There is a bed bug “season” after all.
Schools out for summer and many families are ready to head out for the busiest travel season of the year. We are all for bringing home vacation souvenirs. But there’s one thing we hope all our customers can avoid this summer: Bed bugs.
Most of us never imagine that we’ll pick up dreaded bedbugs and bring them into our homes after a trip to the beach. Prevalent in the pre-WWII era, bed bugs were nearly wiped off the map in the 1950’s due to increased use of pesticides and better hygiene.
They’ve made a comeback starting in the early 2000’s, with a widely publicized epidemic after the 2000 Sydney Olympics. Authorities claim the reasons for the surge in bed bugs are varied – population increases in cities, the ease of global mobility, and pesticide resistance all bare some responsibility.
How do you get bed bugs after a family trip?
Bed bugs like to live in human living areas – on mattresses, furniture, and carpets, for example. They hide inside the seams of mattresses, curtains, bedding, etc, where they can easily climb on you and all of your belongings. You can get bedbugs just from the presence of one female fertile bedbug! She can lay 200-500 eggs in her lifetime, typically laying between 2 and 5 eggs per day.
So, why do appear to bed bugs surface more often during the summer months? The most obvious reason is the increase in travel during the summer. With school out, families and students of all ages take advantage of free time to plan trips to a wide variety of locations. Contrary to popular belief, bed bugs do not live on or travel via human bodies. They don’t like intense heat, and prefer the cooler temperatures of beds, backpacks, and shoes, where they can hide inside seams, hitch a ride and breed in new places. And they don’t discriminate between dirty or clean living spaces – any place will do. You can even find bed bugs in 5-star hotels.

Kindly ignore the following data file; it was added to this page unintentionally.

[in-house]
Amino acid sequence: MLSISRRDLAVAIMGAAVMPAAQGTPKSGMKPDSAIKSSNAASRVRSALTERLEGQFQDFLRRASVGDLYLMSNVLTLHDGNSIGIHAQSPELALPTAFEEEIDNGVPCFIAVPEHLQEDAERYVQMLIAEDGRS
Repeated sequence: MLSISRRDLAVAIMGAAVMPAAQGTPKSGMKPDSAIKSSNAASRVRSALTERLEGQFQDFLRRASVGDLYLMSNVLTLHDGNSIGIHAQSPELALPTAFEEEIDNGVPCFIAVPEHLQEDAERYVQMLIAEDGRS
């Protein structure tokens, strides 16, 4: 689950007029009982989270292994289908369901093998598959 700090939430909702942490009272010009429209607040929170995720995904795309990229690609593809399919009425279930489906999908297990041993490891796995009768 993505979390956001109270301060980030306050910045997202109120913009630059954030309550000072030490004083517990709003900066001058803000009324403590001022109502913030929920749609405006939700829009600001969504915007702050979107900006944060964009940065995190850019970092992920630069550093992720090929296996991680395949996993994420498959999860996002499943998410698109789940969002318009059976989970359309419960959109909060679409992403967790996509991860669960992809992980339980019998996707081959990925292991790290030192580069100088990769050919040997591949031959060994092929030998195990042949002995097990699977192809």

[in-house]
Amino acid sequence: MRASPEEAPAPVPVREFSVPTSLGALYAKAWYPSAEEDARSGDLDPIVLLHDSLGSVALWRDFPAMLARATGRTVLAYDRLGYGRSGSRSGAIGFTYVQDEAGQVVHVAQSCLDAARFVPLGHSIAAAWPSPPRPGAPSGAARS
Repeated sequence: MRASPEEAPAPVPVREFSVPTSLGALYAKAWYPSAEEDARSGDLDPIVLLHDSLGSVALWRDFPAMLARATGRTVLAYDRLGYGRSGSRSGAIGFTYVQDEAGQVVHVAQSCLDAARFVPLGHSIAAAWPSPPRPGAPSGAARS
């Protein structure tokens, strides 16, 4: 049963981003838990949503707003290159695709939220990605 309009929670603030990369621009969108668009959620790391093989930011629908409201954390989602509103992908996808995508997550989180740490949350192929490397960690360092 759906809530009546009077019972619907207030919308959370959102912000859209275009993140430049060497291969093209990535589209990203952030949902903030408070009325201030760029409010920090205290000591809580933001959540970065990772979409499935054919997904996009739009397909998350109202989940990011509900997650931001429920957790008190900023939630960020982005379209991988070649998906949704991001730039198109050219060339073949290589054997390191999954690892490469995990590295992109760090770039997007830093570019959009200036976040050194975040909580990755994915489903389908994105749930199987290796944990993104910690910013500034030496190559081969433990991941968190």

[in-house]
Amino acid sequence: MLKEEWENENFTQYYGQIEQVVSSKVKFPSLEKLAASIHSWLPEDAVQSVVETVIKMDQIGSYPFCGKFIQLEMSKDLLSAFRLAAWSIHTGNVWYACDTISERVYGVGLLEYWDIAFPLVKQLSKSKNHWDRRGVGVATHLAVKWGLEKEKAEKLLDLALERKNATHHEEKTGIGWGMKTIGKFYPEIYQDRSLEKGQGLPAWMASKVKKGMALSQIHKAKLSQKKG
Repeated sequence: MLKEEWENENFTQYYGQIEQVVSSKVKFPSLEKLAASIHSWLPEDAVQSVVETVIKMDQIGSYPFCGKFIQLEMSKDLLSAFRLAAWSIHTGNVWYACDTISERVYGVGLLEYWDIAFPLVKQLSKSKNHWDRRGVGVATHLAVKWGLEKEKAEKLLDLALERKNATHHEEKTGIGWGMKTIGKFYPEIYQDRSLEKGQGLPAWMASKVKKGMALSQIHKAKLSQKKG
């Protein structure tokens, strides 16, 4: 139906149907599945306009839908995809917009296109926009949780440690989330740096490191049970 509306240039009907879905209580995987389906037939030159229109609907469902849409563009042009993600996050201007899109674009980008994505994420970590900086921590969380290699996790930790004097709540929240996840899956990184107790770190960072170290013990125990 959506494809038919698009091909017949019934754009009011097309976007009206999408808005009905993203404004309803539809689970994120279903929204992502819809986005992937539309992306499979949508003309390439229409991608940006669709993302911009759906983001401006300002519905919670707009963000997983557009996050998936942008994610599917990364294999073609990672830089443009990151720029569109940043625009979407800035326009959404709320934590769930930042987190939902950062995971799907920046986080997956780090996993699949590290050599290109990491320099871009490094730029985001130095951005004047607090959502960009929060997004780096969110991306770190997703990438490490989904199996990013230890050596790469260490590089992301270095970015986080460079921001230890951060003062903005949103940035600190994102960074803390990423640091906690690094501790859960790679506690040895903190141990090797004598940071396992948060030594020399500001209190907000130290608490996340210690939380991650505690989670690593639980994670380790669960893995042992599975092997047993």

Bed Bugs thrive in summer temperatures — to an extent.
Bedbugs are also rather slow-breeding critters, but their breeding time drops drastically with small increases in temperature. A typical bed bug that takes 4 months to develop at a temperature of 64 degrees Fahrenheit can speed up to 1 month of development time at a temperature of 80 degrees Fahrenheit, but anything over 120 degrees will kill them. Bed bug exterminators use doses of incredibly high heat to kill bed bugs. The sweet spot of 80 to 100 degrees Fahrenheit makes summer the optimal breeding time for bedbugs.
Regardless of the time of year, bed bugs are becoming more resistant to pesticides. Researchers have found that bed bugs are now resistant to neonicotinoids, the most commonly used pesticide in the world. To kill bed bugs with neonicotinoids, you’d need to use concentrations of 1,000 percent or larger. DDT was widely used in in the 1960’s and 1970’s before being banned in 1972, but authorities say most bedbugs were already resistant to it anyway. Pyrethroids are the most common chemical used to kill bedbugs today. They work similarly to DDT in that they block sodium channels, and bedbugs are already becoming resistant to them as well. Scientists recommend a new focus on eradication methods using non-chemical means – heat, vapor, and encasement are a few examples.
Heat remediation is the best way to kill off bed bugs.
Treating bed bugs is becoming increasingly difficult as they gain resistance to newer chemicals. If you suspect an infestation, contact a professional exterminator as soon as possible to help minimize the possible impact. ABC offers bedbug control services. We’ll come to your home for a free inspection, and in most cases propose Heat Remediation to eliminate the bedbugs. This service is non-toxic and allows you to return to your home almost immediately once it is applied. Contact ABC today to schedule a consultation.